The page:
|By Eagles122 (Eagles122) on Monday, March 22, 2004 - 04:04 pm: Edit|
Someone please help me solve the following:
The average (arithmetic mean) of the test scores of a class of p students is 70, and the average of the test scores of a class of n students is 92. When the scores of both classes are combined, the average score is 86. What is the value of p/n?
#15 in the Quantitative Comparision of the Saturday, May 1997 in the 3rd edition of 10 real sats. thanks.
|By Kewlkiwi102 (Kewlkiwi102) on Monday, March 22, 2004 - 04:16 pm: Edit|
For the p/n question:
This one isnt really very hard, you just have to know how to deal with average questions (try using Grubers math review). Here goes:
Avg for class one. x is total of all the scores, p is students, 70 is the average.
Avg for class two. y is total of all the scores, n is number of students, 92 is the average.
The average for both classes. (x+y) is the total points earned by all the people. (n+p) is the total number of students.
Sub in 70p for x, and 92n for y
Subtract and divide and mess around with the above equation to get:
Long explanation for an easy concept!
(I hope i didnt make any typos!)
|By Nwx (Nwx) on Monday, March 22, 2004 - 04:32 pm: Edit|
Because the area of a triangle, regardless which base or which altitude is used, is 1/2bh, b and h have an inverse relationship. Since 1/2(AC)(BD) is the area and 1/2(AB)(EC) is the area as well, the two expressions are equal. Because, AC is larger than AB, BD would have to be smaller than EC. So, EC is greater and B is the answer.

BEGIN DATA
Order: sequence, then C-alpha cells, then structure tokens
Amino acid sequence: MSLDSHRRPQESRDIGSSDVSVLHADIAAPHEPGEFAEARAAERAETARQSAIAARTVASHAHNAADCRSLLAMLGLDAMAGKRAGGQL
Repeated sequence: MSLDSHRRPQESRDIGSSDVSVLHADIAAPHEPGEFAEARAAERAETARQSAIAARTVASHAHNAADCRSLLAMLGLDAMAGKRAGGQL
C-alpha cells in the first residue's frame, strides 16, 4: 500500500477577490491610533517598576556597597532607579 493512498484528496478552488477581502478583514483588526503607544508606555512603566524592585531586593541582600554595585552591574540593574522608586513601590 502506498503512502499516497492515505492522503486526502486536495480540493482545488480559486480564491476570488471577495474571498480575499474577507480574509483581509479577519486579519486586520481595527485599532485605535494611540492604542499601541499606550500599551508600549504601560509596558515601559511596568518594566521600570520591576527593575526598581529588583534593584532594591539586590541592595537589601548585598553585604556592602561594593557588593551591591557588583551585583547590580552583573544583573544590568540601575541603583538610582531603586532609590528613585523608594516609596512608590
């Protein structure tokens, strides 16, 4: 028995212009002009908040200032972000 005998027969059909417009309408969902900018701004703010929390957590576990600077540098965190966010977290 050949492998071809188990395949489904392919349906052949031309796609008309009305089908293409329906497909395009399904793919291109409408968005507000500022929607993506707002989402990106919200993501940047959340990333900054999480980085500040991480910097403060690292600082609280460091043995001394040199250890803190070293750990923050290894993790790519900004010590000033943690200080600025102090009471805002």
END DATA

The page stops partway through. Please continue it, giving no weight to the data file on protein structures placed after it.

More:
|By Romastaflex (Romastaflex) on Monday, March 22, 2004 - 05:07 pm: Edit|
yo kiwi...i got everythin til the last step. how did u get 3/8 from 6n=16p for p/n??
|By Eagles122 (Eagles122) on Monday, March 22, 2004 - 05:28 pm: Edit|
awesome... i get it.
|By Romastaflex (Romastaflex) on Monday, March 22, 2004 - 08:04 pm: Edit|
nvm i get it now..i didnt see that for some reason. thnks newayz
|By Whtx (Whtx) on Monday, March 22, 2004 - 08:22 pm: Edit|
Nwx, where did it say that the triangles are equal? That what i dont get
|By Nwx (Nwx) on Monday, March 22, 2004 - 09:39 pm: Edit|
There is only one triangle, not two. The two lines are two altitudes of the same triangle. BD can be thought of as the height if you were to use base AC to calculate the area. CE is then the height if you were to use base AB to calculate that same area. But, since the area is the same either way, if AC is bigger, BD would have to be smaller to compensate. Therefore, CE is the larger segment.
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